Image credit: Shutterstock
International neglect of typhoid outside rich countries threatens a new global health emergency
The emergence of untreatable strains of typhoid threatens a new global health emergency that requires urgent collective action, argue experts from the Oxford Martin School in Clinical Infectious Diseases.
Typhoid still affects at least 11 million people every year, with the real figure potentially as high as 18 million. On the eve of the rollout of a new typhoid conjugate vaccine (TCV), the researchers are calling for global health institutions to dedicate new resources to tackling typhoid, which they say has become a neglected disease of poorer countries following its elimination in many high-income countries. Rising antimicrobial resistance and the ongoing outbreak of extensively drug-resistant (XDR) typhoid in Pakistan should be a wake-up call to the international community, they say.
New vaccines offer hope for typhoid control, but one intervention alone will be insufficient for eliminating the disease. Analysing the past and present of typhoid control, the researchers – including historians, immunologists and social scientists – identify a range of actions key to the strategic elimination of typhoid globally.
Their findings include:
• Typhoid is still a major global health issue but is largely unrecognised, due to factors including poor surveillance and the complex dynamics of the disease, including new drug-resistant strains.
• The availability of cheap credit and sustainable financing schemes for affordable water and sanitary systems at the municipal level have an important role to play in typhoid control (as seen in the elimination of typhoid in the UK and US).
• There is a need to pair top-down nation state-led programmes with a greater emphasis on bottom-up approaches, enabling municipal coalitions to develop, adapt, and own locally-tailored water, sanitation, hygiene and health systems.
• A lack of international financing has stalled the spread of sanitary and health infrastructures that played a key role in eliminating typhoid in high-income countries. Instead, the focus in wealthier, typhoid-free countries has been on protecting travellers and preventing typhoid from crossing borders.
• Fragmented global action on typhoid and intensive use of antibiotics to compensate for weak water and healthcare systems have fuelled antimicrobial resistance in low- and middle-income countries.
• Progress on typhoid control will depend on support for independent research and policy decisions within endemic countries to improve water quality.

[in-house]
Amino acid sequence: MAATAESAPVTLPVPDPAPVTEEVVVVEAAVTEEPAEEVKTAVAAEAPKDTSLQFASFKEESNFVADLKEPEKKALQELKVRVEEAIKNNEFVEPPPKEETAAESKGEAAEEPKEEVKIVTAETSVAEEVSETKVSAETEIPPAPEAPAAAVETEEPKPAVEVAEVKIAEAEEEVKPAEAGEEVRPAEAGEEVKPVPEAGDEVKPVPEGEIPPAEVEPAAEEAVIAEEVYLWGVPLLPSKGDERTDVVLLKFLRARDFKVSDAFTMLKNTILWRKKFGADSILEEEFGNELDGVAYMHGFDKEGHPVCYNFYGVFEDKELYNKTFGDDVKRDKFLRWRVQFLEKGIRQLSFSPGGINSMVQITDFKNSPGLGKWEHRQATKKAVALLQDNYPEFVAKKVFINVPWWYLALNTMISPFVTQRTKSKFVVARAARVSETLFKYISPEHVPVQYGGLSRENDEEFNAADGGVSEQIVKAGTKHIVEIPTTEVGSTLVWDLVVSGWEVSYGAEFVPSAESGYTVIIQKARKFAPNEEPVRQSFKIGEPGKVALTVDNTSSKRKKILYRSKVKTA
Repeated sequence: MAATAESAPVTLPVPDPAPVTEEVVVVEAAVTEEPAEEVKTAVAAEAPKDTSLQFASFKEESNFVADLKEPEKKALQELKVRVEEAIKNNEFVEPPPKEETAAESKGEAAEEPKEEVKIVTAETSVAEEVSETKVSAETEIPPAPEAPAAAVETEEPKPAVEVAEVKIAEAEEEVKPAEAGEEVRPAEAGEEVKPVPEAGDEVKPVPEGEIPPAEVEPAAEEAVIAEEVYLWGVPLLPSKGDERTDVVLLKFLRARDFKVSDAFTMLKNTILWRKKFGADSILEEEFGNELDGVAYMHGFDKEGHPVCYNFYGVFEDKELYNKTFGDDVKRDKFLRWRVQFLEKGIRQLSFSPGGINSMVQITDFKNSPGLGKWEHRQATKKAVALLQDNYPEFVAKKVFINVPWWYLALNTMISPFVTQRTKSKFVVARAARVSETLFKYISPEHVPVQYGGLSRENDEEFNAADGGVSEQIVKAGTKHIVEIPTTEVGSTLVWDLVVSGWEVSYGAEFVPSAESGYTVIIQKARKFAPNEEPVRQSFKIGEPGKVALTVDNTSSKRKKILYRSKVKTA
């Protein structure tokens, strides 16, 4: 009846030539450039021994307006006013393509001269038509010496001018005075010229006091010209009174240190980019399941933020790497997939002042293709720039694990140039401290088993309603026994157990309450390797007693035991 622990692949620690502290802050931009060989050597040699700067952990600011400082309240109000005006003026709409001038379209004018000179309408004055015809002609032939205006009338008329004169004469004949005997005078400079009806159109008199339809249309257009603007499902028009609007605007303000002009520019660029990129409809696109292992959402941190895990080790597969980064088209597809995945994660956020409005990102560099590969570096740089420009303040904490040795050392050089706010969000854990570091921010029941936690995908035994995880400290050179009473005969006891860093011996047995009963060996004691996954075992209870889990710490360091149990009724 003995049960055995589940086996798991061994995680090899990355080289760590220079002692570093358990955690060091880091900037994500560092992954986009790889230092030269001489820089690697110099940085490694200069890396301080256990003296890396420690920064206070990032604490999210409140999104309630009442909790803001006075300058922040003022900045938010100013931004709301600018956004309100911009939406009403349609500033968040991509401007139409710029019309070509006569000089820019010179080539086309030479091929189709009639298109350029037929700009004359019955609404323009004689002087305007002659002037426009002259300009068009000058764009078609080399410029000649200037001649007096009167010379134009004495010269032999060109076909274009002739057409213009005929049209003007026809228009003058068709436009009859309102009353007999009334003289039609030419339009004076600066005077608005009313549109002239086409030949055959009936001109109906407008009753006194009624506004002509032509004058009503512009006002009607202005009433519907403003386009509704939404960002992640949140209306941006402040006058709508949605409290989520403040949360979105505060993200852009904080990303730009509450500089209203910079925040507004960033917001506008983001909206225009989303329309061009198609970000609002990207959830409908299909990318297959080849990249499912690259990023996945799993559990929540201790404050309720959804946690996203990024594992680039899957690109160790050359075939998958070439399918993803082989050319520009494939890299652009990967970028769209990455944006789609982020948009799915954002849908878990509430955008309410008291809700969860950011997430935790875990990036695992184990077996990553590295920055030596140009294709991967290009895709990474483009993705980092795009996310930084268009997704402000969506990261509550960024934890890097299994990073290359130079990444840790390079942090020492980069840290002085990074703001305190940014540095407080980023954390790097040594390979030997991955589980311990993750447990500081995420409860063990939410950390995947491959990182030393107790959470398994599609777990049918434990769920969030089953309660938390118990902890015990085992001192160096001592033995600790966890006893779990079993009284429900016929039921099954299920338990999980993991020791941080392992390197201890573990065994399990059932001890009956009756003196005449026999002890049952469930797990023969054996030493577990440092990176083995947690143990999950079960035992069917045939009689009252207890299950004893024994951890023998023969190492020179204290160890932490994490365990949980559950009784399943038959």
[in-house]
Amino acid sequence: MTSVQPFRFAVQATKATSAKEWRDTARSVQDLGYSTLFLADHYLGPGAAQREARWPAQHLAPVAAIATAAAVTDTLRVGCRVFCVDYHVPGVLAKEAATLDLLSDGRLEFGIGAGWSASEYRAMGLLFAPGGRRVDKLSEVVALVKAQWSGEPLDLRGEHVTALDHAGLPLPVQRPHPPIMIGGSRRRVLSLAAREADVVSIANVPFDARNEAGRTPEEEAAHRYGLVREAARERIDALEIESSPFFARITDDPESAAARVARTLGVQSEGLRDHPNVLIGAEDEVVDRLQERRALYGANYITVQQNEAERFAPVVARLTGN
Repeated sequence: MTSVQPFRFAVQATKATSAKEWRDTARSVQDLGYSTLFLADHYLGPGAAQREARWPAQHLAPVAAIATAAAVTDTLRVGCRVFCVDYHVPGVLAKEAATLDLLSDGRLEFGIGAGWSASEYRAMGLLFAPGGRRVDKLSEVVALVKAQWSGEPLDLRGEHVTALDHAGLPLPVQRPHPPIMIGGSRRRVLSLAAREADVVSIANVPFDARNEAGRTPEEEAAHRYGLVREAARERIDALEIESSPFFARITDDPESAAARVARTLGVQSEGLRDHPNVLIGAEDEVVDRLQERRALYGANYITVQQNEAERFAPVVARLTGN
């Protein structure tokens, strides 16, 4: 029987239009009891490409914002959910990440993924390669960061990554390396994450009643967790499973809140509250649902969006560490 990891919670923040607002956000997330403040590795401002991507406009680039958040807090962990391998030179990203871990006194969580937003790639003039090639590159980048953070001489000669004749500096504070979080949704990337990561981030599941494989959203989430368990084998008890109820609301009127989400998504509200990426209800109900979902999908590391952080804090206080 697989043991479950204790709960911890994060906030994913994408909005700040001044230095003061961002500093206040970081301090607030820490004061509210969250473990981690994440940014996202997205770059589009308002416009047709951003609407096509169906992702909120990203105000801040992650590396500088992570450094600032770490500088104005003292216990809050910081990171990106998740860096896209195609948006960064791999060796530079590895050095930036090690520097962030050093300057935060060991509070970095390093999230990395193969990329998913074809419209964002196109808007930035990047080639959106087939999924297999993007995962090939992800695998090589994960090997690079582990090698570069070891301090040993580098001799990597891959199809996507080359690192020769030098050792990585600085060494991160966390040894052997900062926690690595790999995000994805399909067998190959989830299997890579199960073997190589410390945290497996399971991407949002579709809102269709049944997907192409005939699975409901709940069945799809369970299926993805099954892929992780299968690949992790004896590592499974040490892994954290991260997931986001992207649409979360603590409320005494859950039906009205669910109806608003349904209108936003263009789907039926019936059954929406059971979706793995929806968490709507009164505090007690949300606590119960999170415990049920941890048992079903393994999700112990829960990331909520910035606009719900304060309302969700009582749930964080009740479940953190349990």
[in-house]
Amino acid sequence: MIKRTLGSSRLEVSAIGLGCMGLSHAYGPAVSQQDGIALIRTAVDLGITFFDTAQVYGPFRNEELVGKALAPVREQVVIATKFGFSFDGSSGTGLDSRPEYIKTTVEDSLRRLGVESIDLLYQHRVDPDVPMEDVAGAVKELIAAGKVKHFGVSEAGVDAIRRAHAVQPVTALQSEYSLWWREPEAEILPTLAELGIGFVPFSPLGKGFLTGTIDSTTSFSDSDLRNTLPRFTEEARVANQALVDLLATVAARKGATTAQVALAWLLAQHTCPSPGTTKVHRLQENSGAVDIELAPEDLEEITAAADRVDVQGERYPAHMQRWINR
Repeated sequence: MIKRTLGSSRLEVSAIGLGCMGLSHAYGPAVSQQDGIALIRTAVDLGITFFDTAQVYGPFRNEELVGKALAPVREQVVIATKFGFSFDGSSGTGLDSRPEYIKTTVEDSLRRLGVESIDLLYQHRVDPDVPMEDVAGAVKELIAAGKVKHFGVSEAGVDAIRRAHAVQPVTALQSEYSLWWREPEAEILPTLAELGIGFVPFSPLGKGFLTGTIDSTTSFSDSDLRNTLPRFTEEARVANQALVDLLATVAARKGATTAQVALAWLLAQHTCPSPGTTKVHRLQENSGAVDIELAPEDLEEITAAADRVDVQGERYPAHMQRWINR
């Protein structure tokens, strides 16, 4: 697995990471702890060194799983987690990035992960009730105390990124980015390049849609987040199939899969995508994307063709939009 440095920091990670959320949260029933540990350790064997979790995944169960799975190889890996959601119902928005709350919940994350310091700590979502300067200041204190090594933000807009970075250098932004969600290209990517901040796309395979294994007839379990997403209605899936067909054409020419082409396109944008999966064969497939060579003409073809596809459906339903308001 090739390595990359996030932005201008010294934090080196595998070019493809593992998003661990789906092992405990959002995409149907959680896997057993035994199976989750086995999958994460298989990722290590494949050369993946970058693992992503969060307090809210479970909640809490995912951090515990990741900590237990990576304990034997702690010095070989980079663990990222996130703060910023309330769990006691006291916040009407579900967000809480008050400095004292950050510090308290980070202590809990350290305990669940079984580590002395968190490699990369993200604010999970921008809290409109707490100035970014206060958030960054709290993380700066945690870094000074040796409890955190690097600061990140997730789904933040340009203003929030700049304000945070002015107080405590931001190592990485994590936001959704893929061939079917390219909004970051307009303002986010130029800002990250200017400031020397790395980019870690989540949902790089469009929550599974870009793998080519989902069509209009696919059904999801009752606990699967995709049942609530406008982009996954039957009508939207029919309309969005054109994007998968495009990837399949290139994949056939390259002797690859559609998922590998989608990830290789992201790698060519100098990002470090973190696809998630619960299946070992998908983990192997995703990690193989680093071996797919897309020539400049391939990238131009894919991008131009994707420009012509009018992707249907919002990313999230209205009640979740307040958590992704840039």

• The recent advent of a new generation of typhoid conjugate vaccines, which can also be used for children under two years of age, can play an important role until clean water and sanitation are in place for those at greatest risk.
The research was led by Dr Claas Kirchhelle, Dr Samantha Vanderslott and Professor Andrew Pollard, as part of their work on the Oxford Martin Programme on Collective Responsibility for Infectious Disease.
Dr Kirchhelle, of the Wellcome Unit for History of Medicine at the University of Oxford, said: 'Popular notions of typhoid as a disease of the past are a myth. For poorer countries, the spectre of typhoid has never gone away. Over the last decades, international neglect, lacking sanitary infrastructures and vaccine programmes, and compensatory reliance on antibiotics have resulted in a situation where typhoid is increasingly difficult to treat. The current resurgence of extensively drug-resistant (XDR) typhoid bears the biosocial footprint of more than half a century of antibiotic-intensive international neglect.'
Dr Vanderslott, of the Oxford Vaccine Group, added: 'The emergence of untreatable strains needs to be taken far more seriously. Top-down interventions such as vaccination programmes need to be combined with flexible credit to empower local communities, so that they can implement essential infrastructure such as waste disposal, sanitation and clean water systems.'
Progress on the new typhoid vaccine was accelerated by a pioneering use of a controlled human infection model (CHIM) in Oxford - which enabled scientists to test a number of candidate vaccines.
Professor Andrew Pollard, who leads the Oxford Vaccine Group, said: 'The escalating problem of antimicrobial resistance means we need urgently to deploy new interventions to tackle typhoid. The availability and funding of new effective typhoid vaccines give us a critical tool for strengthening global control of typhoid, with the potential to protect vulnerable populations from this disease.'
The full paper, ‘Making a Difference? The past, present and future of typhoid control,’ can be read in Clinical Infectious Diseases.